Setting Boundaries and Self Care by Violet Dhu

In the realm of having difficult conversations and giving feedback, one such difficult discussion that is important and often avoided is that of setting boundaries. That is, setting boundaries at work with your peers, subordinates and superiors and setting boundaries at home. This includes saying no, setting and managing expectations, articulating your values and what you will and will not tolerate, and establishing a sense of fairness.

Boundaries can be defined as “the limits we set with other people, which indicate what we find acceptable and unacceptable in their behaviour towards us and others in the workplace and outside the workplace”. Boundaries can also relate to how, when, where, and what we do and why we work. 

Research has shown that 40% of employees are uncertain of what is expected of them from their supervisors. This is a clear indicator that expectations and boundaries have not been clearly set and articulated and we know that many people avoid these conversations.

There are many reasons as to why we should set boundaries and they include safety, productivity, efficiency, respect, and emotional intelligence, to name a few.

In this article, I would like to suggest that setting boundaries is also strongly aligned with your self-care. So when you fail to set boundaries or allow your boundaries to be crossed, think of it as “not looking after yourself” or “not taking self-care”.

Learning to set boundaries from a self-care perspective is a crucial skill. Here are 4 benefits of setting boundaries that relate to your self-care. 

1. Boundaries will teach you to say “no” and accept “no” from others.

If you don’t learn to speak up when something is outside of your boundaries you could end up agreeing to something that does not align with your values or you could end up saying yes to extra work which now puts you under pressure.

When someone says no to you and that no is within the context of their boundaries, you will be better able to accept the no, not take it personally and not perceive it as a rejection. 

Having clear boundaries allows you to say no when you need to without feeling guilty or feeling like you have let someone down.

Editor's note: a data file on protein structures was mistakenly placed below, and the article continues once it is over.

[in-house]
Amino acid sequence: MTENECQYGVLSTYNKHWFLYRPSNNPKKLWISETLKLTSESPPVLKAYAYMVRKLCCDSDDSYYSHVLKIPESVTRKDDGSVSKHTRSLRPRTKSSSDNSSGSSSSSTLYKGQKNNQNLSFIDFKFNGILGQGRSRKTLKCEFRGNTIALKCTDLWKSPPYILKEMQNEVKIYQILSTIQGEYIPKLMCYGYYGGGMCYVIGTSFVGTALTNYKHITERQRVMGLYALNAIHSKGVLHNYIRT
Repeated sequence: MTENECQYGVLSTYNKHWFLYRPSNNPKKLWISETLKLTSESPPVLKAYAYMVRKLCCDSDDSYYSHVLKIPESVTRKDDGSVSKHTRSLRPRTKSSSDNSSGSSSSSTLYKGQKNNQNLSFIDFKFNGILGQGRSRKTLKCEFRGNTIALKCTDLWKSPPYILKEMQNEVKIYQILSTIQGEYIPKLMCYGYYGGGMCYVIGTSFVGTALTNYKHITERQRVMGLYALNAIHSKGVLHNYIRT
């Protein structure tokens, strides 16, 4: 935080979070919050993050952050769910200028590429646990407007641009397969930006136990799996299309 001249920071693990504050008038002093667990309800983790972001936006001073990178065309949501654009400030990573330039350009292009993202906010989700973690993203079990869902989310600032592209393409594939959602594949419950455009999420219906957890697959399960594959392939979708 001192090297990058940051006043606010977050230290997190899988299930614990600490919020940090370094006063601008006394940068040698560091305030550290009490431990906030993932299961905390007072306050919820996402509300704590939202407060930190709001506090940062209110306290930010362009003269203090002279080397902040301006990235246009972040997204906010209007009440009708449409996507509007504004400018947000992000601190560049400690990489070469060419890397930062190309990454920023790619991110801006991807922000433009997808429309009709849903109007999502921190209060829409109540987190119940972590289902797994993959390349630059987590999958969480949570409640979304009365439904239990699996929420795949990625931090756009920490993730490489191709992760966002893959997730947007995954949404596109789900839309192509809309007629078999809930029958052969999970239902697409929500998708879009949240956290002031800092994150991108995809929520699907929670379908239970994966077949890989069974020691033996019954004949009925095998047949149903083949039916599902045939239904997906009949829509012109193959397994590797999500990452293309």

2. Boundaries will help you show people how to treat you. 

If you have clear boundaries, people will know how to communicate, interact and work with you. Your boundaries are like a roadmap of your values and expectations and people can respect them and honour them. There will be less circumstances of people crossing your boundaries with the excuse that they did not know or were unaware that you expected a certain behaviour or standard.

3. Boundaries allow you to advocate for your needs and take care of others by enforcing your limits to others.

In the past, it was often thought that we should stay out of conversations, interactions or behaviours that did not involve us. It was simply none of our business how two other people interacted.

This has long changed and we need to intercede and advocate on behalf of others. This include speaking up in the areas of bullying and harassment, checking in if someone is OK at work and calling out bad behaviour.

Psychological safety is a big part of people feeling safe at work. Having clear and well articulated boundaries allows people to advocate for others when they see boundaries stretched or broken.

4. Boundaries allow you to acknowledge your feelings.

Boundaries allow us to better express our feelings at work. We can talk about being fatigued, overworked, feeling unsafe, overwhelmed, unsure about the way forward when our boundaries are set and clearly articulated. When someone crosses your boundaries, they are not respecting your feelings.

My husband Peter is a bit of a workaholic in our business. His mind never shuts off and at any time of the day, night or weekend, he will start to discuss a business idea with me. I have had to set boundaries, so he knows only to talk to me about work during our work week, Monday to Friday. He can still be creative and come up with ideas, but he can now write them down and discuss with me during the work week.

So now when he raises an idea on a Saturday morning walk, and I say stop, he remembers my boundaries, he is not offended and knows to capture that idea for Monday. I can continue with my walk, my mindfulness, and recharging of my batteries that I need to do for my own self-care. This is a simple boundary and works for me and Peter understands and respects it.

Setting boundaries can be uncomfortable and you may feel like you are controlling with your expectations. I would argue that setting boundaries are important for several reasons and particularly for your own well being and self-care. Setting boundaries is part of looking after yourself.

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